Transport managers arrange the transport of goods or passengers by road, and perhaps also by air, rail or sea. They are also called logistics and distribution managers.
You could be:
- planning delivery routes and schedules
- overseeing the movement of goods
- allocating and managing staff resources
- using IT systems to manage stock, plan deliveries and produce performance reports
- managing a fleet of vehicles, ensuring they are maintained and insured
- dealing with legal and safety matters relating to staff, vehicles and goods being transported
- operating a budget and meeting cost and income targets
- ensuring timetables/schedules or targets are met
- dealing with clients, maintaining records and bringing in new business.
The figures below are only a guide. Actual pay rates may vary, depending on:
- where you work
- the size of the company or organisation you work for
- the demand for the job.
Salaries start at around £25,000 to £30,000 a year. The salary range for experienced transport managers is between £35,000 and £50,000 a year. Very senior managers may earn around £65,000 a year.
- You could work for a road haulage firm, a passenger transport company or a retail organisation.
- You might work in an office, a drivers’ yard, a depot or a warehouse.
- You may have to work shifts, including evenings and weekends.
- You might also have to be on-call at certain times.
- You might have to travel between depots, or to visit customers.
Workforce Employment Status
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- You may be able to work up to a post as transport manager by starting as driver, a warehouse assistant or a clerical or administrative assistant in the transport industry. A good general education is useful and some subjects at National 4 or 5 may be preferred.
- You may be able to enter directly into a transport company management training scheme or apprenticeship.
- Some companies may offer Modern (SCQF Level 6), Technical (SCQF Level 8) or Professional (SCQF Level 11) Apprenticeships in Supply Chain Management. Entry requirements vary.
- Larger companies may run training schemes for those who hold an appropriate Higher National Certificate or Diploma (HNC or HND), a degree or a postgraduate qualification. Useful subjects include international trade, logistics, transport management as well as more general subjects such as administration and business studies. HNCs and HNDs require between 1 and 3 Highers plus subjects at National 5 for entry; degrees require 4-5 Highers plus subjects at National 5.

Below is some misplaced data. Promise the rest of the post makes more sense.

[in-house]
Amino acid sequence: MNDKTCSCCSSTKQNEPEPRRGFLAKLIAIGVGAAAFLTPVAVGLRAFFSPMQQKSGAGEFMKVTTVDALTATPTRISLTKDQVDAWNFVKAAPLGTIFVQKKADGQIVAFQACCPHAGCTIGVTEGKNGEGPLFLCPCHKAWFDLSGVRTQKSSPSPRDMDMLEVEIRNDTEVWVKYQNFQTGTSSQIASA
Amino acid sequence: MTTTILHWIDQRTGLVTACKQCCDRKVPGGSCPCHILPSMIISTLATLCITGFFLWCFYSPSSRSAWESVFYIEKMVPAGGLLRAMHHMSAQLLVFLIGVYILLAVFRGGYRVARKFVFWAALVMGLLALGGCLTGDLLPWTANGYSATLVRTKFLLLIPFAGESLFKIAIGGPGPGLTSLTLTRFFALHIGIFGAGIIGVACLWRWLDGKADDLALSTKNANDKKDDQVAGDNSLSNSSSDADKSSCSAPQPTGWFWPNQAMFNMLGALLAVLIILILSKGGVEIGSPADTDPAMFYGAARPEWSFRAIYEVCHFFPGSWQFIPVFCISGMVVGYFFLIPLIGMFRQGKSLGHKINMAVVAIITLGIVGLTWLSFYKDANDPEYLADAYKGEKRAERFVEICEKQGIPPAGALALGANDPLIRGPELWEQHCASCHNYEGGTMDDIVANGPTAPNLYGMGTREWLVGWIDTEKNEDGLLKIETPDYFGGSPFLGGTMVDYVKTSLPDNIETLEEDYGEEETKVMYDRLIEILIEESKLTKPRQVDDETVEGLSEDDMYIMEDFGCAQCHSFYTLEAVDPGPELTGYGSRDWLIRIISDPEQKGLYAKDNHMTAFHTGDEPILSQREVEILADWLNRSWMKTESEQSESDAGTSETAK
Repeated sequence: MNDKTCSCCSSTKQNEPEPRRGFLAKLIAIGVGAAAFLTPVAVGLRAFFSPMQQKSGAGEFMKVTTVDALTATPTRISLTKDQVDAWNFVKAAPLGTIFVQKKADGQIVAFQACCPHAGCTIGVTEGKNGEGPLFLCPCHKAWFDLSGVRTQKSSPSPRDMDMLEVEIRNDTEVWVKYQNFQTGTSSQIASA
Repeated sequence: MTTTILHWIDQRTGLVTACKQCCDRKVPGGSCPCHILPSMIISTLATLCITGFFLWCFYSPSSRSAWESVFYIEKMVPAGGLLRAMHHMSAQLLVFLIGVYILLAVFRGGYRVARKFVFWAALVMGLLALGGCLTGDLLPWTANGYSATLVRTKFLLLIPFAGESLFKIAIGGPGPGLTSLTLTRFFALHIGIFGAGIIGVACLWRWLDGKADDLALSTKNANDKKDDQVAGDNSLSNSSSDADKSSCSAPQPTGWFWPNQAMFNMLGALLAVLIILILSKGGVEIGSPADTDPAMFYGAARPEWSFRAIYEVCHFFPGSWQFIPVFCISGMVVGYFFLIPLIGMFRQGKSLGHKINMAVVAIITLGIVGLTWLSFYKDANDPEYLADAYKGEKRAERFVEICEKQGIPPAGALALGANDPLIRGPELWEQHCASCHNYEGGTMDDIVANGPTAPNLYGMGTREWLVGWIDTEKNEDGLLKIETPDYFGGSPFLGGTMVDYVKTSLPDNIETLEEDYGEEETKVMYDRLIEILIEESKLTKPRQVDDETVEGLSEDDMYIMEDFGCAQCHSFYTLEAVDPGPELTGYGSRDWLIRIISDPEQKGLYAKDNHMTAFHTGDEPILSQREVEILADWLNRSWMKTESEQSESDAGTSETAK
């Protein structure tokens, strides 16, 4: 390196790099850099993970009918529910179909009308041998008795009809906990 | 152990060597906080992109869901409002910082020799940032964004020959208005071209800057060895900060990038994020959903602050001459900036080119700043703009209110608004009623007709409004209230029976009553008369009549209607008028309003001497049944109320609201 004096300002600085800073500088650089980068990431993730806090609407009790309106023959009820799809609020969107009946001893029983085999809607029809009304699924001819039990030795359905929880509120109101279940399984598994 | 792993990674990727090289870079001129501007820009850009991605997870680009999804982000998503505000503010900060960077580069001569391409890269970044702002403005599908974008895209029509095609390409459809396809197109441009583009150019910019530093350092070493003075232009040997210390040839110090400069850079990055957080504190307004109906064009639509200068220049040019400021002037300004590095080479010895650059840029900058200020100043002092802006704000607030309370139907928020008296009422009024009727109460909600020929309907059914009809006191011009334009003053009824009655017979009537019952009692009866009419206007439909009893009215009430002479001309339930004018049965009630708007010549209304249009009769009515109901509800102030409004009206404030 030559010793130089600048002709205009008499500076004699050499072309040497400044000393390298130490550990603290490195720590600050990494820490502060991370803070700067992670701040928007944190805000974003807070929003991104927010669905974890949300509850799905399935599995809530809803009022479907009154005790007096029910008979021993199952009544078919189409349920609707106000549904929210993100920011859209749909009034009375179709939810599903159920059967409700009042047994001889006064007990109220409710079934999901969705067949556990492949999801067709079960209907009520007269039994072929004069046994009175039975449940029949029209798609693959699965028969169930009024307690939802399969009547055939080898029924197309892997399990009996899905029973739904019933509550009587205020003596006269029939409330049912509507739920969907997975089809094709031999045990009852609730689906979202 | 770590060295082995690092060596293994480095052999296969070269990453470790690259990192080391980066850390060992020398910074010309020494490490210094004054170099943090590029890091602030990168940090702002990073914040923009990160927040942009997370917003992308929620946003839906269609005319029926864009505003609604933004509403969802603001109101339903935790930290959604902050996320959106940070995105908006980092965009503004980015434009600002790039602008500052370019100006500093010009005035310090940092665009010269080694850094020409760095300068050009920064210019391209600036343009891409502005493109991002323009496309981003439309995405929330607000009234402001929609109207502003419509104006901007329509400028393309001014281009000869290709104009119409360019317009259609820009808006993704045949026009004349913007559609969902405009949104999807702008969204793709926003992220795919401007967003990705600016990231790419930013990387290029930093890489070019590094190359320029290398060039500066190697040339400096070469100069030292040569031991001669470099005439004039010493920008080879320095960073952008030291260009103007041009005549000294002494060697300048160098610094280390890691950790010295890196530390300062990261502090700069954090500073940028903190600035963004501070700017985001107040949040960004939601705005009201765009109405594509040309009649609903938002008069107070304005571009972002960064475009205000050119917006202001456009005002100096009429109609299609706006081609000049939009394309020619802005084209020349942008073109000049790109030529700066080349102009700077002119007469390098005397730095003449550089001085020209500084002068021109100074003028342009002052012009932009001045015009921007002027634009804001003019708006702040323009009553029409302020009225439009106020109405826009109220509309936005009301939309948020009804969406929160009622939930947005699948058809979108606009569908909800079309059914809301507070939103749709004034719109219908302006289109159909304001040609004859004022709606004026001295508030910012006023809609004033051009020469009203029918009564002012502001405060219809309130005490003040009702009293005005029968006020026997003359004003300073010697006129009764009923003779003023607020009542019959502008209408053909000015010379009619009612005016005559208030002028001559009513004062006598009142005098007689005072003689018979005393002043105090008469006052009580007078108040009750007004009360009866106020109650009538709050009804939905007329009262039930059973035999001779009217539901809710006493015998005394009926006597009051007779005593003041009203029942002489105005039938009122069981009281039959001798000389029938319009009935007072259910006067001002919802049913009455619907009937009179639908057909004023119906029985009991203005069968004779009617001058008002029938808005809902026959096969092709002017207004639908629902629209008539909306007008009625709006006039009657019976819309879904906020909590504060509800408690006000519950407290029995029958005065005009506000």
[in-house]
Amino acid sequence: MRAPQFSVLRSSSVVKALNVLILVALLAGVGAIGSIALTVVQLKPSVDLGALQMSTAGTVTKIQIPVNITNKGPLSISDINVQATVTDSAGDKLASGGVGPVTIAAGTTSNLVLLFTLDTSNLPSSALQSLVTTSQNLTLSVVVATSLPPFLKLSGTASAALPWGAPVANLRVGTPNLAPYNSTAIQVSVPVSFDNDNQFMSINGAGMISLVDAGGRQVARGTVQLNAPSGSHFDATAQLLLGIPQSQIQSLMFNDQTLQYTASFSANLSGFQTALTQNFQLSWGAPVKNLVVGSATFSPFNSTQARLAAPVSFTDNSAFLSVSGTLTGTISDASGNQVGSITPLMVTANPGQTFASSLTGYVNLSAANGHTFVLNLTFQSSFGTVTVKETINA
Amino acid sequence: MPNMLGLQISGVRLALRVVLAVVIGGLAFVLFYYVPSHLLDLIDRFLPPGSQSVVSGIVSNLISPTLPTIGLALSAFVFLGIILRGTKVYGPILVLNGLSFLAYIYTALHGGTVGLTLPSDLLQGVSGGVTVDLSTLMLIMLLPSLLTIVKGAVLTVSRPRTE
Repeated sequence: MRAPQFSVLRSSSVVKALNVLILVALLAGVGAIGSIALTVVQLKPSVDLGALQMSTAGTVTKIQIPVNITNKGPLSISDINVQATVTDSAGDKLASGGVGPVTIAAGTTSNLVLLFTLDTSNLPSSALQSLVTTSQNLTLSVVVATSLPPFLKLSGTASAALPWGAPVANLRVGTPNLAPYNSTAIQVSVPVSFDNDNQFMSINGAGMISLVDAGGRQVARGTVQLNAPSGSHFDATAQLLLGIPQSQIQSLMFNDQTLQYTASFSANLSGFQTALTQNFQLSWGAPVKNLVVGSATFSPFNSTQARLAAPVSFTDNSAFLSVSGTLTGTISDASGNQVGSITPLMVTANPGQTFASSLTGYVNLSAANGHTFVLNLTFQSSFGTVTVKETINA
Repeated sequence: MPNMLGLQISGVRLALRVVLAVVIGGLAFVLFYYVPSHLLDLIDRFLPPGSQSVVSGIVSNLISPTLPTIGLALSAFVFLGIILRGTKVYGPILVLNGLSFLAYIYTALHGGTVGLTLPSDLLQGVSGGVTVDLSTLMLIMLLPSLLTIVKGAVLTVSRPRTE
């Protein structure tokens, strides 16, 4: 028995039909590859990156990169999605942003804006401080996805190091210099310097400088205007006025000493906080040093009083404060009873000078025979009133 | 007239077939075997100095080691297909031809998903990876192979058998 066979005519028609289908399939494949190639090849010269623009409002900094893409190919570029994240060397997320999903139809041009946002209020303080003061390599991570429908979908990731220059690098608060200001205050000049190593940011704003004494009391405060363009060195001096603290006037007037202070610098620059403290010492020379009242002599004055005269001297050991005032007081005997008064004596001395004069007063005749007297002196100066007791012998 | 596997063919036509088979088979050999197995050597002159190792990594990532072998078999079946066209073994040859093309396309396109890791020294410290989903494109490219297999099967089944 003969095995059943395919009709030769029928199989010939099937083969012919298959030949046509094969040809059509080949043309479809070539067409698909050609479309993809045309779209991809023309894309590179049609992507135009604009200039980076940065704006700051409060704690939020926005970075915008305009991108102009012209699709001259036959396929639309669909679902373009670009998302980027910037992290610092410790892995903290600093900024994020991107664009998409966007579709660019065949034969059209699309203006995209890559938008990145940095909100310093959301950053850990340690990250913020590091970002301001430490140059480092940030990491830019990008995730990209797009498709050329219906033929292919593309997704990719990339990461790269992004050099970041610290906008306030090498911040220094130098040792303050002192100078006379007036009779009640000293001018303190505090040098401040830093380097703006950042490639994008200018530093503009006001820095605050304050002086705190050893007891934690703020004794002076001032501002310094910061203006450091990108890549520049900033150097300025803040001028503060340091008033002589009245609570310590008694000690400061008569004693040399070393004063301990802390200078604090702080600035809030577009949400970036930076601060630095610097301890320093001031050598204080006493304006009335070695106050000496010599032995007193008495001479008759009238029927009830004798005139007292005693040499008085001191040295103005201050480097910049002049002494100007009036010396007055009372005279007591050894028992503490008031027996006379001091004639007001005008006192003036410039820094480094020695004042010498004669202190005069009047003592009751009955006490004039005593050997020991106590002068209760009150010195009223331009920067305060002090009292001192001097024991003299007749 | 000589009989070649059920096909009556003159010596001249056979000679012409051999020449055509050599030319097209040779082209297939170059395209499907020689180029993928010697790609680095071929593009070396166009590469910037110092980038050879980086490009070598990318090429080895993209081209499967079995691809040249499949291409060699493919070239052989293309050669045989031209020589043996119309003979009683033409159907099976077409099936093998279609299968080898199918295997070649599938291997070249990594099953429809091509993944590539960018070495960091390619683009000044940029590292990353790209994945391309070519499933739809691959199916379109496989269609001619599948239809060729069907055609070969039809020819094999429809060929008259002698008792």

- You may need to have a Large Goods Vehicle (LGV) or Passenger Carrying Vehicle (PCV) driving licence.
- You may also need the Driver Certificate of Professional Competence (CPC) or an equivalent qualification (see Training).
Workforce Education Levels (UK)
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Job Outlook Scotland
Job Outlook Scotland and UK
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What Does it Take?
- excellent organisation and planning skills
- IT skills
- good leadership skills
- excellent communication skills
- good problem solving skills.
You need to be able to:
- work well alone and in a team
- take responsibility
- stay calm under pressure
- make quick decisions
- handle complex information
- motivate others.
- You would train on the job and take relevant qualifications by part time study at college or by distance learning.
- Large companies often have well-structured training schemes.
- You might study for the Driver Certificate of Professional Competence (CPC). There are four parts to the Certificate, and training is available at various centres throughout the country.
- You may study for qualifications awarded by The Chartered Institute of Logistics and Transport (UK) (CILT UK).
- You may be able to move among different types of firm, for example, car and van hire, contract fleet, distribution or logistics, parcel delivery, manufacturing and retail companies.
- With experience, you could gain promotion to posts such as area manager, regional manager or general manager.
- Within large international companies, there may be opportunities to work overseas.
- You may also be able to move into transport planning, transport consultancy or teaching and research work in colleges and universities.
The following organisations may be able to provide further information.
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